How to Save Your Phone From Water Damage

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Whether it’s a lake, pool, bathtub, toilet or shallow puddle, nothing good ever comes from dropping your phone in water. Every smartphone owner has had at least a close scare — if not a phone-breaking encounter — with some sort of liquid. It’s evidently a widely shared experience, as water damage is the leading cause of iPhone failure, making up 40% of accidents.

And when a smartphone hits water, drinks or any other type of liquid, permanent damage can set in quickly. If you find yourself in this kind of situation, it may be second nature to panic. It’s no secret most smartphone owners cherish their devices and would rather not spend a day without them. Luckily for you, if you keep calm and follow the right steps, you may be able to save your phone.

The First Steps You Should Take

As soon as you see your device has become exposed to any liquid, there are a few actions you need to take fast if you want to give it the best chance of survival.

  • Don’t panic: It’s natural to freak out a little — or even a lot. But panic can do more bad than good. It’s essential to remain calm and collected so you can assess the right way to go about handling the situation.
  • Retrieve phone: The most important action to take is to remove the device from the liquid immediately — even if that happens to be in a toilet. The longer it sits in water or the puddle of a spilled drink, the more damage it is likely to take on.
  • Turn it completely off: As soon as you get it away from the liquid, turn the phone off. Don’t open it, plug it in or try to turn it on to check if it’s still working. If there is residual liquid in the device, trying to use it right away will likely fry the internal hardware. At that point, the phone will be unsalvageable.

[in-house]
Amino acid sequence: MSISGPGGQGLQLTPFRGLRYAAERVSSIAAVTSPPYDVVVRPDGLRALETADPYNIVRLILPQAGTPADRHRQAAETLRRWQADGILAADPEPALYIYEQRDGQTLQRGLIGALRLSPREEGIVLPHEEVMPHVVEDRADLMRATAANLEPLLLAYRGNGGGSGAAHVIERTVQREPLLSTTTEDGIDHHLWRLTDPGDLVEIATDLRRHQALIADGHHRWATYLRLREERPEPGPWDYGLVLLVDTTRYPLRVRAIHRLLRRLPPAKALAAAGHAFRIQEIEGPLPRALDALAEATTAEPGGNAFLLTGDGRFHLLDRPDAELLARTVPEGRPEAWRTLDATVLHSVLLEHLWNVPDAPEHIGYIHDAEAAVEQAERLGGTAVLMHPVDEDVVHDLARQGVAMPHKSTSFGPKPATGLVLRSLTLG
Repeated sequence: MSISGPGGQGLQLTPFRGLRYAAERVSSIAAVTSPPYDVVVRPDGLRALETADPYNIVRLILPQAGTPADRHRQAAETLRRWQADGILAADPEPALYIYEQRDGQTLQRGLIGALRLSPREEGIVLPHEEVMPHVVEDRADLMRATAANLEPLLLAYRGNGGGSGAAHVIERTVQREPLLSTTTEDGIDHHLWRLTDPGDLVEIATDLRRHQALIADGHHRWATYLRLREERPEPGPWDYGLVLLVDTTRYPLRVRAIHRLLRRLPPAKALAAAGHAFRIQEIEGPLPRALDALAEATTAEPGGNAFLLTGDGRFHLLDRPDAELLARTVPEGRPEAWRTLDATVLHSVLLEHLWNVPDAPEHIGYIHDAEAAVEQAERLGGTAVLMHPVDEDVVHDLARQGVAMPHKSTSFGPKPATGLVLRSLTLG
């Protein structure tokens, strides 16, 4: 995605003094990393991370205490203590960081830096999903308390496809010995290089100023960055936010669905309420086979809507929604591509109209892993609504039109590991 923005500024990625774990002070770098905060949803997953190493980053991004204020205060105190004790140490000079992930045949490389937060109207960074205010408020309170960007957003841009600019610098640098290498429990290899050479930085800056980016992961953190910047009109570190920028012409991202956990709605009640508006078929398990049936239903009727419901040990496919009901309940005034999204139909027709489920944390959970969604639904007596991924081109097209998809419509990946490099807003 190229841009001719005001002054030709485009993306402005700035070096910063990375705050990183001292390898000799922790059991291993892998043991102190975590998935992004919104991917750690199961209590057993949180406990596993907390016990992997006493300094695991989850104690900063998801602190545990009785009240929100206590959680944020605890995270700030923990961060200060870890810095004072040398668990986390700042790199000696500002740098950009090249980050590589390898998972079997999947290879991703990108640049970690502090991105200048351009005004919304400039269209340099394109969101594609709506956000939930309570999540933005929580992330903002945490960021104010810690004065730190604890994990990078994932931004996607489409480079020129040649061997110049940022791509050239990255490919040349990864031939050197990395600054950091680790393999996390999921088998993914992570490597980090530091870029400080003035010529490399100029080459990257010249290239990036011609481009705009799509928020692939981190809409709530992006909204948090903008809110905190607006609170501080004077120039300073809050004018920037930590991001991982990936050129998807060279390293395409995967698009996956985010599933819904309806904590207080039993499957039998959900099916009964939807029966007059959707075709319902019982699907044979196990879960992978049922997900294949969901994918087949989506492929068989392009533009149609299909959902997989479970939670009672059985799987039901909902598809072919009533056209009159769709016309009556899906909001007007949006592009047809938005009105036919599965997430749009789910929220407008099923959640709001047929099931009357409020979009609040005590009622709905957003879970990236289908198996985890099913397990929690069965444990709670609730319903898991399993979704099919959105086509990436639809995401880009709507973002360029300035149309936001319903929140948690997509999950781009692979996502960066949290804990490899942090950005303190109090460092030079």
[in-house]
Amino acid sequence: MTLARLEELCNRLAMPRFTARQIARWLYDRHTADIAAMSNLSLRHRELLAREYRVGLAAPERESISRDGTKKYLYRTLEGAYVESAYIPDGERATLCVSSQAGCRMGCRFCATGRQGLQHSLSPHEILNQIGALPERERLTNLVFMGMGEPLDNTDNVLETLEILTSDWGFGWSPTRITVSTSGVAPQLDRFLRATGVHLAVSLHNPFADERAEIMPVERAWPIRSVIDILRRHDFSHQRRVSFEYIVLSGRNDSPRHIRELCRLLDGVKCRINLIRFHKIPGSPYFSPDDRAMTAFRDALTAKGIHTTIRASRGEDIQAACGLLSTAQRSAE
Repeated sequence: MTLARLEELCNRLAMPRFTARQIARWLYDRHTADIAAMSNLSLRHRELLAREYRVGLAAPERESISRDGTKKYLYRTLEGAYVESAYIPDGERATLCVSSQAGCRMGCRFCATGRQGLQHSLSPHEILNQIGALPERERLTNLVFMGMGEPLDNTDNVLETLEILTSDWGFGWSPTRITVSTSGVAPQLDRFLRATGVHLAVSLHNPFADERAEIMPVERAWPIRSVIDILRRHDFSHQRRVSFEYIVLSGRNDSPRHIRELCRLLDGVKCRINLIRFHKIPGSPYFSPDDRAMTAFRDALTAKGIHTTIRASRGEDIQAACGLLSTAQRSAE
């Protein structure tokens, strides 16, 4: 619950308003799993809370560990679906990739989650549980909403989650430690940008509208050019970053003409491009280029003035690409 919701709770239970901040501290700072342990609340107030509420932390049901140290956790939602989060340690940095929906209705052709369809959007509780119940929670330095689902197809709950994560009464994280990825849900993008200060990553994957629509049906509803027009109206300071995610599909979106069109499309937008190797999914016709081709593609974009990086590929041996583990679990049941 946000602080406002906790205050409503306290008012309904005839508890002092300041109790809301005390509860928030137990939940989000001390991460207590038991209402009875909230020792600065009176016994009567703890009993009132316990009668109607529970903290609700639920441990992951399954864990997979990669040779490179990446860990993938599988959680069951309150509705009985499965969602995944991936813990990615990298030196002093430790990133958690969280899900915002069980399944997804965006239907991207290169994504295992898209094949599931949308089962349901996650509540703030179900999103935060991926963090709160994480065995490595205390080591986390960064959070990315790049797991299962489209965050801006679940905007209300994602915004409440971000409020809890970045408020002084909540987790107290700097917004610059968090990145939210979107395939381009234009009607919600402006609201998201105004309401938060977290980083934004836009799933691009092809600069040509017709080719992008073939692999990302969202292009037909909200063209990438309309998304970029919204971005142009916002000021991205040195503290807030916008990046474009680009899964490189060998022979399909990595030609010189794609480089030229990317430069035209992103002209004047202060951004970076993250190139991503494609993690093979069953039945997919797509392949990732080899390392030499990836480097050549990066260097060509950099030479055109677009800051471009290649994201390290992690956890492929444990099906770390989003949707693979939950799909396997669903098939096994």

• Remove SIM card and battery: If you have a phone model that allows you to remove the SIM card and battery, do so right away. You may be able to prevent them from taking on damage. Remove any piece that is meant to come off — no need to break out any tools. Saving the SIM card may help salvage some of your information, such as your contacts. If you have an iPhone or another fully encased smartphone model, you won’t be able to do this step. On the bright side, there are fewer cracks in your phone for water to seep in.
  • Towel dry: Give your whole device a thorough towel dry to prevent any surface liquid from seeping deeper into the device. Focus on the areas around ports and buttons, where moisture can do the most immediate damage.

Once you’ve gotten through these initial steps, you’ve done all you can at the immediate time of damage. But, that’s not where you should stop. Once there is water in the device, you won’t be able to get it out without one of a few tools and a lot of patience.

Top Methods for Phone Revival

There are several methods you can use to extract liquids from the inside of the device. They are all relatively slow processes — meaning you likely won’t be able to use your phone for over 24 hours, if it lives through its swim. It can be a painful amount of time to wait just to check if your phone works, but giving it time is essential to improving its chances of functioning correctly.

When you’ve completed the immediate steps to dry off your phone and prevent possible short-circuiting, you can attempt to save the internal electronics with the following life hacks.

  • Uncooked instant rice: While it isn’t the most effective method, it’s a product you might already have in your pantry, meaning it might be the fastest option you have to begin the lengthy drying process. Time is of the essence in this situation. Regular white rice doesn’t have the same absorptive characteristics as the instant variety. Instant rice has already undergone the boiling process, so the broken-down starches will absorb more water, faster. The same rules apply for instant oatmeal and couscous. If you have any of the three on hand, they may be your best shot. Take an airtight container or sealable bag, fill it with your food of choice, put the damaged phone in and let it sit for at least 24 hours before checking whether or not it works. If you’re worried about particles getting into the phone, wrap it lightly in a paper towel before putting it in the container.